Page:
Discussion:
Postscreen white listing based on MX, SPF
(too old to reply)
Lefteris Tsintjelis
2016-07-15 02:58:39 UTC
Permalink
Is it possible to add points to clients based on valid SPF (-/~all) and/or valid MX records? For example, give points to a client if it is a valid MX, and/or, give points again if listed in SPF with -all, give less points if valid client but SPF is ~all etc.
Noel Jones
2016-07-15 04:48:10 UTC
Permalink
Post by Lefteris Tsintjelis
Is it possible to add points to clients based on valid SPF (-/~all) and/or valid MX records? For example, give points to a client if it is a valid MX, and/or, give points again if listed in SPF with -all, give less points if valid client but SPF is ~all etc.
No. Postscreen only knows the IP address. Any further processing
must be done in the regular smtpd restrictions.


-- Noel Jones
Wietse Venema
2016-07-15 13:38:25 UTC
Permalink
Post by Lefteris Tsintjelis
Is it possible to add points to clients based on valid SPF (-/~all)
and/or valid MX records? For example, give points to a client if
it is a valid MX, and/or, give points again if listed in SPF with
-all, give less points if valid client but SPF is ~all etc.
That is fundamentally not how postscreen works. postscreen whitelists
the client, not the combination (client + SMTP commands). Its purpose
is to block bad clients with zero overhead for whitelisted clients,
not doing things that require inspecting commands from all SMTP sessions.

I suggest that you do complex access policies with a policy plugin
or content filter. Any DNS lookups by postscreen will be cached in
your local resolver, so it is OK to make those queries a second time.

Besides, I would not allow postscreen to do DNS lookups other than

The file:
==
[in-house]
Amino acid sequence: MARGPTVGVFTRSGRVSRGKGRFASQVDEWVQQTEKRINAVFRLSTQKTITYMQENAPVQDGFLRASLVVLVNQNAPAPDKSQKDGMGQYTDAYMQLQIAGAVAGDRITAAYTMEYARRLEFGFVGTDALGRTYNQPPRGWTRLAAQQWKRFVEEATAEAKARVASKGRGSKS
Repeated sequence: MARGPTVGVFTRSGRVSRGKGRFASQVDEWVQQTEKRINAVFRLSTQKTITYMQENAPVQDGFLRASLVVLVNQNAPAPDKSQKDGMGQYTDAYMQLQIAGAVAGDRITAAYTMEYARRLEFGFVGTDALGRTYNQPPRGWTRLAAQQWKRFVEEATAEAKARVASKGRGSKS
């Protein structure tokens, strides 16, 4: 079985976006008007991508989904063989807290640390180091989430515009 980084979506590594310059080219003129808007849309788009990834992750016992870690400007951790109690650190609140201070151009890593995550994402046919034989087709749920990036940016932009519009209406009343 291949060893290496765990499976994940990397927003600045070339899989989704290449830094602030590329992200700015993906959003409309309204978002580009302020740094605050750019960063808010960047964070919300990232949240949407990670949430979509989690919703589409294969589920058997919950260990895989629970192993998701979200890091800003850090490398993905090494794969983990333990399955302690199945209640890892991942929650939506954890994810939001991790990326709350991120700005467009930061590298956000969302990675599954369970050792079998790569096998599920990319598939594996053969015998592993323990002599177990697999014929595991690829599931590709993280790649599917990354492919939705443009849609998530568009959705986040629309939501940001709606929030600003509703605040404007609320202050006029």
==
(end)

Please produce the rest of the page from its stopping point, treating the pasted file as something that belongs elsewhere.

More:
DNSBL/DNSWL servers. Looking up information from random DNS servers
would mak postscreen a performance bottleneck.

Wietse
Lefteris Tsintjelis
2016-07-15 20:00:56 UTC
Permalink
Post by Wietse Venema
That is fundamentally not how postscreen works. postscreen whitelists
the client, not the combination (client + SMTP commands). Its purpose
is to block bad clients with zero overhead for whitelisted clients,
not doing things that require inspecting commands from all SMTP
sessions.
I am not sure I follow you with the SMTP commands. Maybe I was not clear
but I was referring to SPF and MX DNS records only which are purely DNS
lookups based on client's IP and do not require any SMTP inspection,
just
like DNSBL/DNSWL.
Post by Wietse Venema
I suggest that you do complex access policies with a policy plugin
or content filter. Any DNS lookups by postscreen will be cached in
your local resolver, so it is OK to make those queries a second time.
I am already using both, policy plugins and content filters.
Post by Wietse Venema
Besides, I would not allow postscreen to do DNS lookups other than
DNSBL/DNSWL servers. Looking up information from random DNS servers
would mak postscreen a performance bottleneck.
It is those bottle necks you are referring that I also try to avoid
content filters, complex plugins and log parsers, as much as possible,
as they can all be expensive and can cause much bigger and continuous
performance issues than random DNS servers every now and then.

I realize of course that postscreen was made for low CPU cost front end
performance rejection mechanism but personally in addition to this I
would like to see a much better and direct way for postfix to cooperate
with firewalls as a front end rejection. I think this is the ultimate
low cost front end rejection that could also cover attacks to the
submission port as well and also has the highest cost for the abuser.
/dev/rob0
2016-07-16 00:16:44 UTC
Permalink
Post by Lefteris Tsintjelis
Post by Wietse Venema
That is fundamentally not how postscreen works. postscreen
whitelists the client, not the combination (client + SMTP
commands). Its purpose is to block bad clients with zero overhead
for whitelisted clients, not doing things that require inspecting
commands from all SMTP sessions.
I am not sure I follow you with the SMTP commands. Maybe I was not
clear but I was referring to SPF and MX DNS records only which are
purely DNS lookups based on client's IP and do not require any SMTP
inspection, just like DNSBL/DNSWL.
Both points are incorrect.

An MX lookup based on client IP is not possible. There are generally
no MX records in "arpa." zones. MX lookup would be based on the
domain in the MAIL FROM: address. That does indeed require SMTP